Fiction · 04/07/2010

The End Of It All

A man and a woman fall in love and are married, and are happy in every single way.

Then one day a flying saucer lands in their backyard, and a door opens and an alien comes out.

I’m going to have to take one of you away, it says.

What? say the man and woman. Why?

I don’t know, says the alien. That’s just how it is.

And in the end, the woman gets taken away.

The man, of course, is extremely upset. He goes to the United Nations.

An alien stole my wife! he says. You have to do something!

We’re sorry, says the UN, we don’t deal with aliens.

The man goes to see the folks over at NASA.

We can barely get to the moon, NASA says. You’d be better off trying to build a ship on your own.

Okay, says the man.

He goes to the bookstore.

The man has never really been to the bookstore. He finds lots of interesting books there: science, and technology, computers, and how to build things.

He buys them all and goes home and reads.

After some time, the man thinks he’s ready. He builds a spaceship in his backyard. The first one doesn’t start, and the second one explodes, but the third one runs perfectly, like a dream.

So the man throws a whole bunch of food in a bag, picks up a gallon jug of water, grabs the photo of his wife off the piano, and gets in, turns the key, and takes off.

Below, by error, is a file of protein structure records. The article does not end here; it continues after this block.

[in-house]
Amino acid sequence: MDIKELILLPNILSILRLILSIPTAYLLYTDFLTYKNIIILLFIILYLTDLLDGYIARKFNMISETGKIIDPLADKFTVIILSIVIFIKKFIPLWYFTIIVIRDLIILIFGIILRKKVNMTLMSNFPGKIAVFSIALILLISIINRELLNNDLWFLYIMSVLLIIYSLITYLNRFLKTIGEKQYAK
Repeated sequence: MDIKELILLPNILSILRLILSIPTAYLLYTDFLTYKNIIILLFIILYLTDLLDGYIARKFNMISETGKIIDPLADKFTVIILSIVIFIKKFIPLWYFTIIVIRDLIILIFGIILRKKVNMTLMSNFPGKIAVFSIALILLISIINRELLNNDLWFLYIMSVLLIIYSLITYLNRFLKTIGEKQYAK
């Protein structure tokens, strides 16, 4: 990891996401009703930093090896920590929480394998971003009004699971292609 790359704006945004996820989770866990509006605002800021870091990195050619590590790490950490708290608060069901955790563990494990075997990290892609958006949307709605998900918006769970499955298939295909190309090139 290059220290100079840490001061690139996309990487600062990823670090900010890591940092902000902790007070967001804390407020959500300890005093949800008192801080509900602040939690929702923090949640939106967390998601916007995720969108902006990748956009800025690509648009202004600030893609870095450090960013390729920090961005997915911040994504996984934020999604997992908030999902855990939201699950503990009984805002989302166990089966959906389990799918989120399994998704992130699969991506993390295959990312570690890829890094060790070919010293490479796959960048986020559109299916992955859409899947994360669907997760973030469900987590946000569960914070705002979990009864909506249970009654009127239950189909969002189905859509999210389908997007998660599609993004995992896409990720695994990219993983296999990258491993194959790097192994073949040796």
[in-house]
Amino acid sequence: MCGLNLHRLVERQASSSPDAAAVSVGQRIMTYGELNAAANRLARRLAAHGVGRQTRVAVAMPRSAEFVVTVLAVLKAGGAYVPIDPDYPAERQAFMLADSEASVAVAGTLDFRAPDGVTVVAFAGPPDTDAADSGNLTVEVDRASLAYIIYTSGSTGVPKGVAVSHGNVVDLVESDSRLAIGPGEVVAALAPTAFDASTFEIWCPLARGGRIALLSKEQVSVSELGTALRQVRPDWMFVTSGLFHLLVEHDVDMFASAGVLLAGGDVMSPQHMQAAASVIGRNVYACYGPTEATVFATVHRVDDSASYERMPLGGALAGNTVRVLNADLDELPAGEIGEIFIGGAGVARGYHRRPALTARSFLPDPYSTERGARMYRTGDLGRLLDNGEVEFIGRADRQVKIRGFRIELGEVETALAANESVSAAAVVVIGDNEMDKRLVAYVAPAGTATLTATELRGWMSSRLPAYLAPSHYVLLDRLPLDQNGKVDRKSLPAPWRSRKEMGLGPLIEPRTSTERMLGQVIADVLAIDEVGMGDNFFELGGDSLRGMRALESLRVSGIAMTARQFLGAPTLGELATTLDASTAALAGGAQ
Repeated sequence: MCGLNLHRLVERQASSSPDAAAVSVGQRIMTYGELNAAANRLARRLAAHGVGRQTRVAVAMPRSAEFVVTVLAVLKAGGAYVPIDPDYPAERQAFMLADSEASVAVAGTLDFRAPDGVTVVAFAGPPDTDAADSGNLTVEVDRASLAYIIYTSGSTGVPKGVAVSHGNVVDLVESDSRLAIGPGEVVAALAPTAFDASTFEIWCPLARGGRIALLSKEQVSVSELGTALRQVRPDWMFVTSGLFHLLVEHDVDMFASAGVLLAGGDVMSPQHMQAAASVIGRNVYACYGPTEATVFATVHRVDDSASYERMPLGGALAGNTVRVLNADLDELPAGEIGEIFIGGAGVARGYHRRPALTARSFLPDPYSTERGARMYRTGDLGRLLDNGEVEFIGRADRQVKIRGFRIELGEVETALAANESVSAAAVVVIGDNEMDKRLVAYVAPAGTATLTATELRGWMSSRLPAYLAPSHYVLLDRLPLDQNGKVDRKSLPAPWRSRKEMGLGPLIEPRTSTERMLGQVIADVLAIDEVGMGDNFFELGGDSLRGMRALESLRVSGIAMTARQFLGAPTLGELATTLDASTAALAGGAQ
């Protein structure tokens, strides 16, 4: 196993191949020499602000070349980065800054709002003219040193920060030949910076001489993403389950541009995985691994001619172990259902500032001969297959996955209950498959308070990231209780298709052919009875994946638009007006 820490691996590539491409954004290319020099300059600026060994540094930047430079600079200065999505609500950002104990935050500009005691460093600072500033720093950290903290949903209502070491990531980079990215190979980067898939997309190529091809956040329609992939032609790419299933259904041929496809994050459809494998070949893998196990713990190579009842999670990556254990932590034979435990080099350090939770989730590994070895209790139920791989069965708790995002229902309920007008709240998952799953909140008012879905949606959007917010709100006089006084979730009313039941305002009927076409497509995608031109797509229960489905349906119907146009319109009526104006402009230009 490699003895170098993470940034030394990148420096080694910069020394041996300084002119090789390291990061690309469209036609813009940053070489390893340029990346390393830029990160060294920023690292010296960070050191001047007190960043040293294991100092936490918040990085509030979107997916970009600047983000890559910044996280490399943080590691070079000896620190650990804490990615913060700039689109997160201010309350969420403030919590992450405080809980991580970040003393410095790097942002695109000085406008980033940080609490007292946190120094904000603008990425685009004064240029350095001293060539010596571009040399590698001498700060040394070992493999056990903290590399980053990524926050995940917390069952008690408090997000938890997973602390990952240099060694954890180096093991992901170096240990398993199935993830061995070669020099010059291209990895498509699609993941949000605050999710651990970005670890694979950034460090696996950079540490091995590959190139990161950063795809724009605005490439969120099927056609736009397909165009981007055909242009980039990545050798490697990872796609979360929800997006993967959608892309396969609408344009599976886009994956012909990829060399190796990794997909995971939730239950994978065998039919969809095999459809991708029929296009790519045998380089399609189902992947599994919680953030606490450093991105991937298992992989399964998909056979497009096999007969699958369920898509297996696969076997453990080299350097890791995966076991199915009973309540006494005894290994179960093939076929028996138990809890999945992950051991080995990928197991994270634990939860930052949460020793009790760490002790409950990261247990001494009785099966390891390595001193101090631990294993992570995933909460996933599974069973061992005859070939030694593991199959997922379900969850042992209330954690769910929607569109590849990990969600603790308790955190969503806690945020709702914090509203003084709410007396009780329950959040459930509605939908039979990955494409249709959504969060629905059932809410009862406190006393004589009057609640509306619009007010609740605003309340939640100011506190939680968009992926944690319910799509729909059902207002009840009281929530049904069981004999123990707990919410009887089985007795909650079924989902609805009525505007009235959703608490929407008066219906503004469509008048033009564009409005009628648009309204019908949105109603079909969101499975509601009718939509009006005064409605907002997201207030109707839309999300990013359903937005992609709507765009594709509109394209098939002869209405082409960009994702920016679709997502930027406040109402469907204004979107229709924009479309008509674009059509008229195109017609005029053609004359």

The man looks for years. He flies all around space, from one end to another and then back. He discovers many planets, many galaxies and stars. He even discovers a wide assortment of alien civilizations.

But every time the man asks: Have you seen this woman? all eyes stare blankly at the photograph.

No, they all say. We haven’t seen that woman. And on top of that, we’ve never seen a photograph.

Finally, after many, many, many years of searching, the man returns to Earth in defeat. He has become old— very old— and very, very sad.

The UN welcomes him with a grand ceremony.

For introducing our world to the great family of the stars, the Secretary-General says, we give you this medal. And also this certificate, already framed. We hope that you will hang it on the wall.

The newspapers are full of accounts of the man’s exploits. Biographies are written, portraits painted. Somebody somewhere composes a cantata. Streets are built and called the man’s name.

But the man doesn’t care about any of that. He sits in his house and thinks of his wife. He remembers every detail about her: what she looked like, where they met, what she liked and thought and said.

He remembers it all, just like it was yesterday.

He remembers it all, every day.

And then, finally, on his dying day, the man gets up and goes into the yard. He stands there and gazes up into the sky. Overhead, the stars twinkle down.

It was worth it! the man cries. It was worth it just to know you! It was worth it just to even know your name!

And in response, the sky explodes.

And he raises his arms to the flames.

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Ben Loory lives in Los Angeles, in a house on top of a hill. His book Stories for Nighttime and Some for the Day is currently seeking a home.